I’ve been doing ministry now for over a decade. That’s enough time to know both how to be a complete moron and how to actually do a few things correctly. If I had a few minutes to sit a new minister down and share a few things I’ve learned, I know that I’d tell him things about loving Jesus, loving people, and being an absolute servant to the Word of God. But there is one piece of advice that I believe is vital which would be easy to forget. Here it is:
You cannot fulfill your God-given job of being cold water to a thirsty soul if you give in to wicked men.
I get this principle from Proverbs 25:25-26:
“Like cold water to a thirsty soul, so is good news from a far country. Like a muddied spring or a polluted fountain is a righteous man who gives way before the wicked.”
You are called to be one who gives cold water to thirsty souls. And the only water which truly gives life to thirsty souls is the fountain of Christ. This means our task is to point people to the Life Giver. Only he can satisfy. Only the gospel will do. Our task requires that we have compassion on the thirsty as well as the chutzpah to travel even from the farthest countries to give this water to the weary.
But you’ll be tempted time and time again to muddy that stream.
In verse 26 we see the person who ought to be a thirst quencher has now become an unhealthy drinking source because he is now carried along by the wicked. He has made a deal with the wicked and given in to his demands. As a result what ought to be a life-giving stream—and one which people likely formerly relied upon—has now become tainted. This happens when you give in to the wicked.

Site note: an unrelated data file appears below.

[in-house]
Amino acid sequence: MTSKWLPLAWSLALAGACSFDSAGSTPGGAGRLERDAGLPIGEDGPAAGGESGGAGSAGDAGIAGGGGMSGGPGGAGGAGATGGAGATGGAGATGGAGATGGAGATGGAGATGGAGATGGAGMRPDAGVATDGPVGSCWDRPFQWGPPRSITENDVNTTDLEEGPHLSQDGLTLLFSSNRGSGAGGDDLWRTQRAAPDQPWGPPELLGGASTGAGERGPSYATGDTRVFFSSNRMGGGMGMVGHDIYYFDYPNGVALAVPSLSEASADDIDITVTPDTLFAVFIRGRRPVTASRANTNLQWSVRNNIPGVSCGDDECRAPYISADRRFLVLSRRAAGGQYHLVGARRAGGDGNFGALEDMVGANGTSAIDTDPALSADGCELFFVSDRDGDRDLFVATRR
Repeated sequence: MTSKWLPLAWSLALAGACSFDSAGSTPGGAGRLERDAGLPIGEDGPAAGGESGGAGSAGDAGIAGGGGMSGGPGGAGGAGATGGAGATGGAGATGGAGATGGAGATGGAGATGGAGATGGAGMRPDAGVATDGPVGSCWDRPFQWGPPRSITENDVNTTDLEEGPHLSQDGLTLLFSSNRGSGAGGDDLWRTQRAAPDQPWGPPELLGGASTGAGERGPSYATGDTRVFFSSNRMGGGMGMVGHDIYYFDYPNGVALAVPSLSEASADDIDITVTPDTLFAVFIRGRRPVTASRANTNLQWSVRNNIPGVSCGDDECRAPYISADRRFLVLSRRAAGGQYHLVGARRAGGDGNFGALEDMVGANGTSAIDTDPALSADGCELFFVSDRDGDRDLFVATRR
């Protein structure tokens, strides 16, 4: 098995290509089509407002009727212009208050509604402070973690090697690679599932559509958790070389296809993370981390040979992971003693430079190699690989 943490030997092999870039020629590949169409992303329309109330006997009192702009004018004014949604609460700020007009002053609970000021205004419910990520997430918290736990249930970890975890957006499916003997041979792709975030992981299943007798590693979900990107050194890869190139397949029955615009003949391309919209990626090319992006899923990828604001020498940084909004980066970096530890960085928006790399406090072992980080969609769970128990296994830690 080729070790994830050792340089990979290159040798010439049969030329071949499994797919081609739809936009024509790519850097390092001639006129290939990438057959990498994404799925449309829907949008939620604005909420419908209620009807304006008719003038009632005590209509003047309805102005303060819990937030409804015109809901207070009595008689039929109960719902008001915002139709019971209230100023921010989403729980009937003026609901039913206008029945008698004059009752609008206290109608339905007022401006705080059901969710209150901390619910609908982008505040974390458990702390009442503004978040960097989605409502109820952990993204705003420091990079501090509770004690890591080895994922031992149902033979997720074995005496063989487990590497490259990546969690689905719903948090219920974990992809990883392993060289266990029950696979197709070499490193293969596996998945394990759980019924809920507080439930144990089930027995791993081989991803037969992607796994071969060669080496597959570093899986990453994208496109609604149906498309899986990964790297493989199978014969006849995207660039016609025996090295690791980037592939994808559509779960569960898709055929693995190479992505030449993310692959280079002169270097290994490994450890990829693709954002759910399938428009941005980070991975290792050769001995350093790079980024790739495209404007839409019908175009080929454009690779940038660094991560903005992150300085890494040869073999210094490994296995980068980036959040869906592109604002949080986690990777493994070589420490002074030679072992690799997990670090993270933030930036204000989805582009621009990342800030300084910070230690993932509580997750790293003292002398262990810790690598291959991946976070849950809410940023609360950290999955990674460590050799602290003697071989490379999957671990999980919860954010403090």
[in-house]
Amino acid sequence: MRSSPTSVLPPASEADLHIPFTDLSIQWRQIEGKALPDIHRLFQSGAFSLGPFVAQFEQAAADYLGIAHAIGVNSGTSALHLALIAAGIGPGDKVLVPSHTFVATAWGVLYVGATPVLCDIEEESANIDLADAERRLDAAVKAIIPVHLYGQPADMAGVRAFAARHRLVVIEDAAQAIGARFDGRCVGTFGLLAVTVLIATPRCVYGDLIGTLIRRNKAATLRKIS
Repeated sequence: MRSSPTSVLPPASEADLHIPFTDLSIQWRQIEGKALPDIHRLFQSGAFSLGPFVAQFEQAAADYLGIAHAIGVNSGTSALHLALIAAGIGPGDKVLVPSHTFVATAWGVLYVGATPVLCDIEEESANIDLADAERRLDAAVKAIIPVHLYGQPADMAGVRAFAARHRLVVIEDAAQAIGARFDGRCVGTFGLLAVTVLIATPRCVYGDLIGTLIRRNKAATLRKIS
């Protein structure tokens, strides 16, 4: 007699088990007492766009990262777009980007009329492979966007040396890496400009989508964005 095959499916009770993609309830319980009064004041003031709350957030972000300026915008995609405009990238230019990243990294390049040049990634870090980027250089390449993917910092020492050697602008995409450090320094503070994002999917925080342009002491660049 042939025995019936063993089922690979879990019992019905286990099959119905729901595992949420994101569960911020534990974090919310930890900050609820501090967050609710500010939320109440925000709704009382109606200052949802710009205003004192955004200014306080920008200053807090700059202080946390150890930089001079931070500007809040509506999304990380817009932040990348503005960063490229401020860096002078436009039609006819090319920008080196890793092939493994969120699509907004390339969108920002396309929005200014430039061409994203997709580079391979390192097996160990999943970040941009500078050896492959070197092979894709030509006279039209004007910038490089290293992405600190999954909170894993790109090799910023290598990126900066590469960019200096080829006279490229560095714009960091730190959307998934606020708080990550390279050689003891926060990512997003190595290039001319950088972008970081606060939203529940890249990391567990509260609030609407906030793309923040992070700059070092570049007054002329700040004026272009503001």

Unfortunately the wicked do not walk around with a horn growing out of their head.
They are likely brilliant and successful people. They are the kind of person who you’ll want to pick for your team. If they are in church they won’t be on the sidelines—after all, it goes against the nature of wicked people to remain behind the scenes amongst a bunch of Jesus-followers. They’ll be the ones rising to the top--the one who wants to “serve” in all sorts of places.
These will likely be your best buds as you launch out into ministry. But watch and see what happens when you start fighting for those thirsty souls (Proverbs 29:7). See what happens when things stop being about them (Proverbs 21:4) and how they respond when they don’t get their way (Proverbs 9:7). At times they may be overcome with outright paranoia (Proverbs 28:1) at other times violent outbursts (Proverbs 12:6).
But remember you won’t see that horn sprout. Their wickedness will almost always be cloaked behind religiosity. But if you pull away the layers you’ll soon discover that it’s all about them and it’s not about the thirsty souls. This proverb reminds you that you cannot serve both. You cannot cater to the wicked and be a refuge for the broken at the same time. The thirsty souls need the gospel and the gospel alone. Giving away such a precious treasure is not compatible with the self-serving wicked. So, you’ll have to choose. And it won’t be easy. Compromise is always an easier path than compassion.
Follow Christ. You are satisfied in Christ because he fought for your thirsty soul. He never caved to wicked men. You don’t cave either, even if it costs you your life, your job, or your reputation. No applause is worth polluting the stream. Your fear of any man should not be greater than the one of muddying up the water you are to give to thirsty souls.
There are so many disputable matters in ministry that will demand give-and-take on your part. This isn’t talking about caving on matters of opinion. This is saying don’t move away from what God’s Word clearly says in order to please the wicked. If you do this, if you bow to them in order to keep your job, you are complicit in their wickedness. This is true if you carry out their orders AND if you passively do nothing while their ruin spreads like cancer.
Be about giving water to thirsty souls. Never compromise on that.
Adapted from: http://www.mikeleake.net/2016/04/one-non-typical-piece-of-advice-id-give-to-someone-going-into-ministry.html